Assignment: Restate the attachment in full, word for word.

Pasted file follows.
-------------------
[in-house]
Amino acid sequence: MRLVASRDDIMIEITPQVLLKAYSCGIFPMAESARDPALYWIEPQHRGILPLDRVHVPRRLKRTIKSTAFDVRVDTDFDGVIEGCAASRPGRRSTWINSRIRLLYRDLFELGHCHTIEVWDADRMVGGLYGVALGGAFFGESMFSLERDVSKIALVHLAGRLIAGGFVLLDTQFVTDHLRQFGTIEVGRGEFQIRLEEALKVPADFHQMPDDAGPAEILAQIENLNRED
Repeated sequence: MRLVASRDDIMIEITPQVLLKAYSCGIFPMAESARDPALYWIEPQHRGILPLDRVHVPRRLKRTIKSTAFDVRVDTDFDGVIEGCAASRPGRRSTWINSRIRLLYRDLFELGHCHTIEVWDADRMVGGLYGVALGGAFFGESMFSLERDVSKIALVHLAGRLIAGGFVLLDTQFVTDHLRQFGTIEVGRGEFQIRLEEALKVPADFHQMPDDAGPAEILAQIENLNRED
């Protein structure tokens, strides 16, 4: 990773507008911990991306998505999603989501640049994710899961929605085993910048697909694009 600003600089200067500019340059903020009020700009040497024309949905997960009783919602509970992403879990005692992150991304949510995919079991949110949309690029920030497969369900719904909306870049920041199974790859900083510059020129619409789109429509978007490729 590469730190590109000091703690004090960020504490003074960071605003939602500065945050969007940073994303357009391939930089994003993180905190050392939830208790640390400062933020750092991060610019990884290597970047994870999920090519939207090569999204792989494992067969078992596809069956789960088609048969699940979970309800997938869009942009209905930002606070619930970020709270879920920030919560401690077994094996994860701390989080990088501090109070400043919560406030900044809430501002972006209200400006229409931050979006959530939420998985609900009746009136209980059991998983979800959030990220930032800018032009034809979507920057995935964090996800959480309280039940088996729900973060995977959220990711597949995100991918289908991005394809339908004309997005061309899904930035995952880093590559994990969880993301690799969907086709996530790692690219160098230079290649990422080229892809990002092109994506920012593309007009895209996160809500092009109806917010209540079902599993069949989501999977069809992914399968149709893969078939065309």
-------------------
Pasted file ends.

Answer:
[in-house]
Amino acid sequence: MRLVASRDDIMIEITPQVLLKAYSCGIFPMAESARDPALYWIEPQHRGILPLDRVHVPRRLKRTIKSTAFDVRVDTDFDGVIEGCAASRPGRRSTWINSRIRLLYRDLFELGHCHTIEVWDADRMVGGLYGVALGGAFFGESMFSLERDVSKIALVHLAGRLIAGGFVLLDTQFVTDHLRQFGTIEVGRGEFQIRLEEALKVPADFHQMPDDAGPAEILAQIENLNRED
Repeated sequence: MRLVASRDDIMIEITPQVLLKAYSCGIFPMAESARDPALYWIEPQHRGILPLDRVHVPRRLKRTIKSTAFDVRVDTDFDGVIEGCAASRPGRRSTWINSRIRLLYRDLFELGHCHTIEVWDADRMVGGLYGVALGGAFFGESMFSLERDVSKIALVHLAGRLIAGGFVLLDTQFVTDHLRQFGTIEVGRGEFQIRLEEALKVPADFHQMPDDAGPAEILAQIENLNRED
């Protein structure tokens, strides 16, 4: 990773507008911990991306998505999603989501640049994710899961929605085993910048697909694009 600003600089200067500019340059903020009020700009040497024309949905997960009783919602509970992403879990005692992150991304949510995919079991949110949309690029920030497969369900719904909306870049920041199974790859900083510059020129619409789109429509978007490729 590469730190590109000091703690004090960020504490003074960071605003939602500065945050969007940073994303357009391939930089994003993180905190050392939830208790640390400062933020750092991060610019990884290597970047994870999920090519939207090569999204792989494992067969078992596809069956789960088609048969699940979970309800997938869009942009209905930002606070619930970020709270879920920030919560401690077994094996994860701390989080990088501090109070400043919560406030900044809430501002972006209200400006229409931050979006959530939420998985609900009746009136209980059991998983979800959030990220930032800018032009034809979507920057995935964090996800959480309280039940088996729900973060995977959220990711597949995100991918289908991005394809339908004309997005061309899904930035995952880093590559994990969880993301690799969907086709996530790692690219160098230079290649990422080229892809990002092109994506920012593309007009895209996160809500092009109806917010209540079902599993069949989501999977069809992914399968149709893969078939065309």